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Million dollar babies
How much do kids really cost?
Legal Disclosure: Tony Robbins is a board member and Chief of Investor Psychology at Creative Planning, Inc., an SEC Registered Investment Advisor (RIA) with wealth managers serving all 50 states. Mr. Robbins receives compensation for serving in this capacity and based on increased business derived by Creative Planning from his services.
Having a baby is a huge life change. Your priorities, your perspective, and your path shift in wonderful, and often unexpected ways. And while we do our best to prepare ourselves for the transition into parenthood, it is easy to underestimate the true costs of having children.
According to the U.S. Department of Agriculture, to raise a child born in 2013 to the age of 18, it will cost a middle-income couple just over $245,000. That’s up $4,260 or almost 2% from the year before.
The estimate, released in the USDA’s annual report, Expenditures on Children by Families, is based on expenses related to housing, food, transportation, clothing, health care, education, child care, personal care items and entertainment, yet does not include any birth-related costs, opportunity costs, or big-ticket items like the cost of college.
It is also important to note that the nearly quarter of a million price tag is an average. Estimates can vary substantially based on where you live and how much you earn. High-income families who live in the urban Northeast, for instance, are likely to spend around $455,000 to raise their child to the age of 18, while middle-income families who live in the urban west are projected to spend closer to $261,330, according to the report.
Yet regardless of a family’s income, the biggest expense of raising children in today’s world is housing, which makes up for roughly a third of the total cost. After housing, the next greatest expenditures vary slightly depending on what income level the family is in.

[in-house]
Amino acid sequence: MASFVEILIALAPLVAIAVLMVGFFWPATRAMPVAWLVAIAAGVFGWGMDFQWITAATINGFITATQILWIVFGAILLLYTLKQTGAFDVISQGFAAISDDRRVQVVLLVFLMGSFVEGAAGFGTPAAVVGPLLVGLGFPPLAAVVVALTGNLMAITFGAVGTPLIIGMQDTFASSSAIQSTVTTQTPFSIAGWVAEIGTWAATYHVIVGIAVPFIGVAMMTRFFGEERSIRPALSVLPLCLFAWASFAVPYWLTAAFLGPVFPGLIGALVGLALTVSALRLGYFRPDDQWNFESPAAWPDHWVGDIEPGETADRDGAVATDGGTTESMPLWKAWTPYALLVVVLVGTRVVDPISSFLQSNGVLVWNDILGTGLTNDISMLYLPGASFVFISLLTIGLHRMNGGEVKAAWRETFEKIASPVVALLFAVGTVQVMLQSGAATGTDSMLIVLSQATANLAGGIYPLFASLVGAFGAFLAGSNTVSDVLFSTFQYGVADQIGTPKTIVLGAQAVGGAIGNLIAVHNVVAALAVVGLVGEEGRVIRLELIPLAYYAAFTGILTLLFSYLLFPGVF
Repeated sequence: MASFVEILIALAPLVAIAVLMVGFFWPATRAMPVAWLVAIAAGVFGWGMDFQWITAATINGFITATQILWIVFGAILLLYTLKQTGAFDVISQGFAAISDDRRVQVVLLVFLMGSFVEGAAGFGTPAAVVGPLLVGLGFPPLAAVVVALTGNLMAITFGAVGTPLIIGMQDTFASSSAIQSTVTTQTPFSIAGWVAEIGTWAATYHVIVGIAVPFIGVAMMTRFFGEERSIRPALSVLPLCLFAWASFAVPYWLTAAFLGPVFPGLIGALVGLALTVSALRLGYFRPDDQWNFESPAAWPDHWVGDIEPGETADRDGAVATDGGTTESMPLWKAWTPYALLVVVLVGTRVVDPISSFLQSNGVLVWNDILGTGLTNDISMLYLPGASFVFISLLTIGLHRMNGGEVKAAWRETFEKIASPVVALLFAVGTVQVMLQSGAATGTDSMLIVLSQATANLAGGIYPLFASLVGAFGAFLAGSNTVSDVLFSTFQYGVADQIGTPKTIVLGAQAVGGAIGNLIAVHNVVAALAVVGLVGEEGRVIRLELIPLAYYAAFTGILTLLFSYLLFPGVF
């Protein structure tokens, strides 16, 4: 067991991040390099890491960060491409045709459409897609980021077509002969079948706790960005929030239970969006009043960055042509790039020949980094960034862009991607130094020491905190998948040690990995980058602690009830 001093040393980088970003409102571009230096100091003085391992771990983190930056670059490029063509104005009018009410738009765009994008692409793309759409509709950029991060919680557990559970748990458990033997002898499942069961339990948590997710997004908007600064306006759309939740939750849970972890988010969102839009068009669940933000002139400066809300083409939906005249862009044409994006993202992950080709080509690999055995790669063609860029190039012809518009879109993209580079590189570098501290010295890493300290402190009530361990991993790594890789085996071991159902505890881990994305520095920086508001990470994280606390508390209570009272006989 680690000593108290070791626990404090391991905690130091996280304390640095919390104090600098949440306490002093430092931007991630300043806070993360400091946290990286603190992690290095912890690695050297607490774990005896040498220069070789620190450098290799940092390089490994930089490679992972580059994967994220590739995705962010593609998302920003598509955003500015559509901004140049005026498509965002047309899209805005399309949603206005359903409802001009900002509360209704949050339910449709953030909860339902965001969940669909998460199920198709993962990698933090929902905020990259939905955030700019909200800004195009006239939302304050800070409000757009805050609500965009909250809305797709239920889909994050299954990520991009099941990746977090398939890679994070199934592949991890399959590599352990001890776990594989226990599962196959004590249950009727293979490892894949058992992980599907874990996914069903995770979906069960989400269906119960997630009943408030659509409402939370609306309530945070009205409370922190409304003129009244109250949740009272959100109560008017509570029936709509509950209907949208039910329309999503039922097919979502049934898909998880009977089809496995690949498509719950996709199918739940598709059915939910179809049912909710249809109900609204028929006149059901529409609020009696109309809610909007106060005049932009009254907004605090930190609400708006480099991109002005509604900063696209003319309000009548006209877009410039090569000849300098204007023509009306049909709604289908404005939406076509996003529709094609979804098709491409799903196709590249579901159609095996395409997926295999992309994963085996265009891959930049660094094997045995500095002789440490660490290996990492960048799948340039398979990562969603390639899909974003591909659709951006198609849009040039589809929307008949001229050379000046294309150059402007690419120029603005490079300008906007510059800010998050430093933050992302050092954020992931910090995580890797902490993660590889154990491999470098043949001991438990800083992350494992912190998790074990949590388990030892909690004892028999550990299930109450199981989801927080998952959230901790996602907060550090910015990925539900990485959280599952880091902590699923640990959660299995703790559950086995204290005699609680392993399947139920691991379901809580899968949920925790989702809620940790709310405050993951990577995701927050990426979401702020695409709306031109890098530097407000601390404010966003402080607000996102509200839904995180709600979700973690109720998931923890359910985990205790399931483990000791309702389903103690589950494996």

For middle-income and high-income families, the cost of child care and education came in as the second largest expenditure on a child, accounting for a respective 18% and 23% of child-rearing expenses for both groups. And for lower-income families, food was the second largest expense on a child, accounting for 18% of total expenses.
These statistics are particularly concerning when you consider that just as of 2014, the country’s median income was still 3.1% below its June 2009 level of $55,589, while child care and health care costs continue to grow faster than inflation.
The study also found that expenditures on a child generally increased as the child grew older, no matter what income group the family was in. We can likely attribute this to the fact that as children get older, they have to consume more food, require more transportation, and acquire mobile phones and computers. And the price of such factors have only been exacerbated by the rising cost of food, gasoline, and technological devices.
The birth of a child changes the equation completely. And while the financial consequences are not meant to deter you from having a child, they are intended to expound the importance of being prepared, especially when planning for the future.
Of course, these findings do not account for the variance of financial costs across households. Some families undoubtedly spend less than others, particularly when you factor in their choices made in each category of expenditure. But regardless of any discrepancy, in today’s economic climate, budgeting your income, targeting your spending and making necessary lifestyle adjustments can not only help prevent you from breaking the family bank, but ultimately help you become more financially secure in the long run.
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